I’ve never been a “machine gun” photographer, just fire away, I like to document feeling, therefore I very rarely take more than a 1000 exposures, when I left the wedding, I had taken 956 images; I honestly could have just provided the SOC images, they were stunning but as we all know RAW has a lot more information and so I edit with RAW, but one of these days, I may just use the Jpegs and make minor adjustments, because they are just so good on the Xpro2.

Well now “how many of the image’s were great from the 956 you took” I hear you say?

Out of the 956 exposures, 922 were perfect, in focus and excellently exposed, no kidding, part from a few duplicated images, if I wasn’t such a perfectionist, I could have copied the images straight to a USB drive for the couple!

I still cant get used to the spot metering on this camera, I tend to use this metering mode 95% of the time whilst photographing people, dependent on their skin tone, I just adjust the exposure however I find myself moving away from this metering mode on the Xpro2, if any of you guy’s find the same, Id love to hear from you also i’m still not as impressed with the image displayed in the view finder, I still think that the XT1 was better.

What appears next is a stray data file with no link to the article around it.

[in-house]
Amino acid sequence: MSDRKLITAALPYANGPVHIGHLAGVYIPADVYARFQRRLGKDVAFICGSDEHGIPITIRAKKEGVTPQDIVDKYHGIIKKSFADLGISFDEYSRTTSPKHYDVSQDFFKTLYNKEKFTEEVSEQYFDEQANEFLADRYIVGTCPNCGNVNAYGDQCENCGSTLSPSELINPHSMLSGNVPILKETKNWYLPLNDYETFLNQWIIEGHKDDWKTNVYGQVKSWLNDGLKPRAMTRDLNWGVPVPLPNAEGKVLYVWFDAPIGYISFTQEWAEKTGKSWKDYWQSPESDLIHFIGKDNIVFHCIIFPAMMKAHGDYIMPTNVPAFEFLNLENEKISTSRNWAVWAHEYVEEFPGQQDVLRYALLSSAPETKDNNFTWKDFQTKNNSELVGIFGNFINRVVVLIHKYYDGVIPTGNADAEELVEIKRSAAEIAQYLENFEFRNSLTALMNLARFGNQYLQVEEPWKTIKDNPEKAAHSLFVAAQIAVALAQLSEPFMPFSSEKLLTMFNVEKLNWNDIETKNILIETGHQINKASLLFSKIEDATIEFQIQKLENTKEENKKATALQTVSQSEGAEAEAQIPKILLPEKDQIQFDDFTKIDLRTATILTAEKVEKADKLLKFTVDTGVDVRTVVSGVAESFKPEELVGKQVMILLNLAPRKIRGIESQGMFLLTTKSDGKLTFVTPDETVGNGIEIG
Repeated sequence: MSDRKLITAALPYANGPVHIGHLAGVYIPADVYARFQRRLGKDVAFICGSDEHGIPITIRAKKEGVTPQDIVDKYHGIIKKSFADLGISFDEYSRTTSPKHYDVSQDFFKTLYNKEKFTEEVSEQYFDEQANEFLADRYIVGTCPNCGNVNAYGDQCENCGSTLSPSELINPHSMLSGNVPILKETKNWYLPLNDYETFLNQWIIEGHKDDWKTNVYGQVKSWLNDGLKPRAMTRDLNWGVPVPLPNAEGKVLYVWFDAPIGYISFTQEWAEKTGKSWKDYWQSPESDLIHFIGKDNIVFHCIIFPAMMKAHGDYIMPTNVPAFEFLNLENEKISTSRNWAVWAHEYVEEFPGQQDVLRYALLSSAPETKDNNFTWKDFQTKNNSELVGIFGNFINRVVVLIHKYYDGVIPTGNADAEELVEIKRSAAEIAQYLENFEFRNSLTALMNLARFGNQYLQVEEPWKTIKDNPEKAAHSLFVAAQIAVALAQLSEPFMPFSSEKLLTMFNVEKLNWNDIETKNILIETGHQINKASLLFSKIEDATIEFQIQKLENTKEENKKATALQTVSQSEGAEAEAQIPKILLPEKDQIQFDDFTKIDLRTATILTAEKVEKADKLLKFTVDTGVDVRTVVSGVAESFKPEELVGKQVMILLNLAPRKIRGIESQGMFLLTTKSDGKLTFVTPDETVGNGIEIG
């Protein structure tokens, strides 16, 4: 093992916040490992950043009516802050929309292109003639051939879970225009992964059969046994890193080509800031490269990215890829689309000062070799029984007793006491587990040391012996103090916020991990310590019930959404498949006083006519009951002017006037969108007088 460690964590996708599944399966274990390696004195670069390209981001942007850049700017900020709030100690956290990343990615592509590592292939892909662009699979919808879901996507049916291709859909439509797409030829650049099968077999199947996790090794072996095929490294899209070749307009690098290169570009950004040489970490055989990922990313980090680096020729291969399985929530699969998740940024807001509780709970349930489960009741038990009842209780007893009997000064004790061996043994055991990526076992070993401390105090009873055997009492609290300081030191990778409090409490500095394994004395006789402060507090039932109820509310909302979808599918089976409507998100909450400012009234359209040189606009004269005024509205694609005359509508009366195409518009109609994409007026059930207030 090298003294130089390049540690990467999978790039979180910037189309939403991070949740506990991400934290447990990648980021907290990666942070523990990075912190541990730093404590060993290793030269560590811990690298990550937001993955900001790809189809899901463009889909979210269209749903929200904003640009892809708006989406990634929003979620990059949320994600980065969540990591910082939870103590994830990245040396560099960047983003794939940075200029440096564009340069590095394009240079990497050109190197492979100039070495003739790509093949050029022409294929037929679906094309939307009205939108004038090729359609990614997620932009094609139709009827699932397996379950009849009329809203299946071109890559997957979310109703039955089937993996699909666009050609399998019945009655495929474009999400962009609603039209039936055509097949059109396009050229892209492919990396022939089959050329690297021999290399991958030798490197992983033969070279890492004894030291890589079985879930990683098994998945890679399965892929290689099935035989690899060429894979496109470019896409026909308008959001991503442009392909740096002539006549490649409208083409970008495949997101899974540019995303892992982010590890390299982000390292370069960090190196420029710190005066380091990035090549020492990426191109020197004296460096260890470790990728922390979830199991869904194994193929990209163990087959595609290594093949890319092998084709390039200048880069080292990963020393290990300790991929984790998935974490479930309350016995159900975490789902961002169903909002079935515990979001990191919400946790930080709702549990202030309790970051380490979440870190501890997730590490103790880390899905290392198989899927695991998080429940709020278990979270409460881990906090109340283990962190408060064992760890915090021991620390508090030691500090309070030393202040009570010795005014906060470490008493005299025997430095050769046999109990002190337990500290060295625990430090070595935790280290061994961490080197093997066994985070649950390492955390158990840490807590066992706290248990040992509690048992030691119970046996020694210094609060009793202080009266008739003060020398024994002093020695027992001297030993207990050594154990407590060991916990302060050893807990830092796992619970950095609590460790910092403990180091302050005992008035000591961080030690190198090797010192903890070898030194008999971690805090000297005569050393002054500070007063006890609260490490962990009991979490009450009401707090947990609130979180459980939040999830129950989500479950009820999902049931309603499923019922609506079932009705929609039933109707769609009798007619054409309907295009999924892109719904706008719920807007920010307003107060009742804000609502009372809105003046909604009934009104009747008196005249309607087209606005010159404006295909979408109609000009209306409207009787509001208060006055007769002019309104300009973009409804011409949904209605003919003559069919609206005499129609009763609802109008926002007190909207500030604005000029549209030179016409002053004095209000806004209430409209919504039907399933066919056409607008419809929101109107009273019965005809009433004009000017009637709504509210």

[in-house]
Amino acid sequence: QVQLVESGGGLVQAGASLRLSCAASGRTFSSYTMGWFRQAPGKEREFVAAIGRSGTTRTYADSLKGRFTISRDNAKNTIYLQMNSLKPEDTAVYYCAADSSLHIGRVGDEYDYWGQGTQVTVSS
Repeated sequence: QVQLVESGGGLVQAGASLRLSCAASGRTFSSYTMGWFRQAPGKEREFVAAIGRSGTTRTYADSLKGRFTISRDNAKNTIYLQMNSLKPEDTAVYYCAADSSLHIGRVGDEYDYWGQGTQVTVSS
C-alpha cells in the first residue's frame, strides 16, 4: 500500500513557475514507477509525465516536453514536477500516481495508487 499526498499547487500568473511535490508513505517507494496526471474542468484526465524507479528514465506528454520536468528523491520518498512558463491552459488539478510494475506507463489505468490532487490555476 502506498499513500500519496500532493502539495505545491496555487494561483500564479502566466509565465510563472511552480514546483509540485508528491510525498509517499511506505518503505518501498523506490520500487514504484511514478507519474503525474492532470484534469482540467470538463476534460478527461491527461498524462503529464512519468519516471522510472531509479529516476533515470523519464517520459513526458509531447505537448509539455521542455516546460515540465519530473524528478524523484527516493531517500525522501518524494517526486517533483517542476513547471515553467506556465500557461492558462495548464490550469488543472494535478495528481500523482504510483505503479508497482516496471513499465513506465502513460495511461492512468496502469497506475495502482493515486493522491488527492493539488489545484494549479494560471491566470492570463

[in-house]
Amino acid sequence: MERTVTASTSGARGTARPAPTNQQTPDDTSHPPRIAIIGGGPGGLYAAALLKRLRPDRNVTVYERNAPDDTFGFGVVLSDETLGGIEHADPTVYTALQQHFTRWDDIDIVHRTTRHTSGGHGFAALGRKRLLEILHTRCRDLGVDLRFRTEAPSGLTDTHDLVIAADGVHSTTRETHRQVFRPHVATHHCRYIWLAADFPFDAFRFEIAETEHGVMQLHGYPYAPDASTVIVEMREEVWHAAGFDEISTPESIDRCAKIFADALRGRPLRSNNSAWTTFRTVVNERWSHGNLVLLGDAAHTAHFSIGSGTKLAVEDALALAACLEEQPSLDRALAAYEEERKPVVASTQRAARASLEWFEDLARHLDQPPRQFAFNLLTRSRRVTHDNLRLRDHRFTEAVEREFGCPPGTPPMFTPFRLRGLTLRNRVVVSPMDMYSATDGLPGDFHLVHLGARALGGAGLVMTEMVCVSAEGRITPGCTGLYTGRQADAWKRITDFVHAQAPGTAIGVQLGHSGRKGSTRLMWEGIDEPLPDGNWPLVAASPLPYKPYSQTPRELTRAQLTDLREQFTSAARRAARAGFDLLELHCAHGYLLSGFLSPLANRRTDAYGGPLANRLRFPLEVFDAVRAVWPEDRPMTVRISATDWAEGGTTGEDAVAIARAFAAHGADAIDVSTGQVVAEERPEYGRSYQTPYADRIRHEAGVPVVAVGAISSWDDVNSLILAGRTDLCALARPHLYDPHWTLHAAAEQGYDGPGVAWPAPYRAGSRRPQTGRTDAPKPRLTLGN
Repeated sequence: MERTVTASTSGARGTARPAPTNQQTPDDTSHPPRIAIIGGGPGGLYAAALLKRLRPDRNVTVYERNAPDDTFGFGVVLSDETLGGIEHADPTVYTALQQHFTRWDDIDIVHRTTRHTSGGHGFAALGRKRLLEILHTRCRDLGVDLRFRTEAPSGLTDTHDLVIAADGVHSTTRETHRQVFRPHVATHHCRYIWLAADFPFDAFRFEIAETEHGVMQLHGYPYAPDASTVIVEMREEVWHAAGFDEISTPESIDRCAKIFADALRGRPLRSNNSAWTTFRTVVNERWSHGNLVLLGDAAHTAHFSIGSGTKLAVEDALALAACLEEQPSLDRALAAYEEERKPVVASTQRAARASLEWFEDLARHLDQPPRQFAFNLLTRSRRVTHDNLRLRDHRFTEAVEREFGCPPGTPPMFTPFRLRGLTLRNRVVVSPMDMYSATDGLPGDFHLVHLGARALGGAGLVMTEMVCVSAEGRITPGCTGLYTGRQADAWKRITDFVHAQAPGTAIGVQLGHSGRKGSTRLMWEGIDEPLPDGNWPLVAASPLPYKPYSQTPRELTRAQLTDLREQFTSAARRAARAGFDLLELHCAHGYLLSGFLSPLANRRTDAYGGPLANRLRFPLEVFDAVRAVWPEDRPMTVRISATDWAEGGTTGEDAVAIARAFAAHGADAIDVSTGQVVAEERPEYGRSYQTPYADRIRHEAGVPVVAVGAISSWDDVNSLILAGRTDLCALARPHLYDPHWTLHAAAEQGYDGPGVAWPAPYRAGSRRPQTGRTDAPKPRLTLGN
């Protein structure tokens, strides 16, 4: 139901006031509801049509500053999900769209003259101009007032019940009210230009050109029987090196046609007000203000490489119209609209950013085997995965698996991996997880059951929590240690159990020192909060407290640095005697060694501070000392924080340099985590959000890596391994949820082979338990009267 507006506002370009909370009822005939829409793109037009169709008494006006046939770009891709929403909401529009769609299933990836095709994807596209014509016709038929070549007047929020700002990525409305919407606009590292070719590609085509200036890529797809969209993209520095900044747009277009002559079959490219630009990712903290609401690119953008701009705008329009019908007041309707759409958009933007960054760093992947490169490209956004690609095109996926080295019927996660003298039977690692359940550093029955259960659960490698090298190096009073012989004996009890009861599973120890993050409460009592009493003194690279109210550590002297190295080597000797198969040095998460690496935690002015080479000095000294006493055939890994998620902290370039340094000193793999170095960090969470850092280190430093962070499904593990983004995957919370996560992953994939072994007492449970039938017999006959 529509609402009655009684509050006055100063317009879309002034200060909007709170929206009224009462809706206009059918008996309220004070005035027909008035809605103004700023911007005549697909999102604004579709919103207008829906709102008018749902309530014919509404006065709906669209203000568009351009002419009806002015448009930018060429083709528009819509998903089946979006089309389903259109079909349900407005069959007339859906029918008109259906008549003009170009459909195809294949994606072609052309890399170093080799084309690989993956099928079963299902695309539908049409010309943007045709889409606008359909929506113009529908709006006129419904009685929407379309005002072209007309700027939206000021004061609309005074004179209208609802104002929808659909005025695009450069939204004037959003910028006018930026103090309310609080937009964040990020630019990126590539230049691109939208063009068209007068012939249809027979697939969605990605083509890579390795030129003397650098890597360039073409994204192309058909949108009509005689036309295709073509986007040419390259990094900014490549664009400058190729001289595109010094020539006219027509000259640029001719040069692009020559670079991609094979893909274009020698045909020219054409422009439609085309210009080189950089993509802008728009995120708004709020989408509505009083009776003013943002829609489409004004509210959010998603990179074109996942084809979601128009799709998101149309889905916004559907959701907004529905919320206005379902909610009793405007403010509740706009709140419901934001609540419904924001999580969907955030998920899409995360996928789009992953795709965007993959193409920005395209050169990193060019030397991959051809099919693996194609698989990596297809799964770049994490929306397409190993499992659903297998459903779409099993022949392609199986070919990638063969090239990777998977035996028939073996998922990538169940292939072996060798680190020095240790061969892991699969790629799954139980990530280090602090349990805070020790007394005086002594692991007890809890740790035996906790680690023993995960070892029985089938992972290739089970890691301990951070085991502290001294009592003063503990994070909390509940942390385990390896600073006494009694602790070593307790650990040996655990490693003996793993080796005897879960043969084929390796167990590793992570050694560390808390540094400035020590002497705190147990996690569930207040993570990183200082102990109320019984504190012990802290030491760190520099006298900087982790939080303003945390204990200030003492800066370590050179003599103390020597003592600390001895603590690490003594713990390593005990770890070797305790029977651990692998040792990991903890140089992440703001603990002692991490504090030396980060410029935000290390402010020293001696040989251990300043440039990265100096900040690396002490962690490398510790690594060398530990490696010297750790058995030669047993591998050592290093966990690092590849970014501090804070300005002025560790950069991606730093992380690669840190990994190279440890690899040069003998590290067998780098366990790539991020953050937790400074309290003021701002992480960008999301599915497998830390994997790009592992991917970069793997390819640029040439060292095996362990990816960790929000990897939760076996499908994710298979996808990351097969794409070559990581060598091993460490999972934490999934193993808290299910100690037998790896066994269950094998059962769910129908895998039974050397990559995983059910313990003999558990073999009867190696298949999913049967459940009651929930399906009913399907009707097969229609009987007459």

The battery life did improve, I ensured I turned the camera off more often between shots and didn’t keep viewing the images on the back screen.

I use the SanDisk Extreme PRO SDHC 32 GB Memory Card up to 280MB/s and a 128gig card in slot two as backup, when shooting at 8fps, the camera handled the shots with no problems.







I know some may feel that this article isn’t technical enough however I make no apologies when I say ” its the final image that matters to me” and the Fuji X cameras do it for me and as long as they keep bringing out systems like the Xpro2, I’m a Fuji Fan!

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  • Beautiful work, seeing a few photographers break the DSLR mold inspured me to capture a couple weddjngs with my xpro 2 🙂 (see attached) I hope you keep sharing your work!

    Are you going to use an x-t2 as well?
    What type of flash system works for you?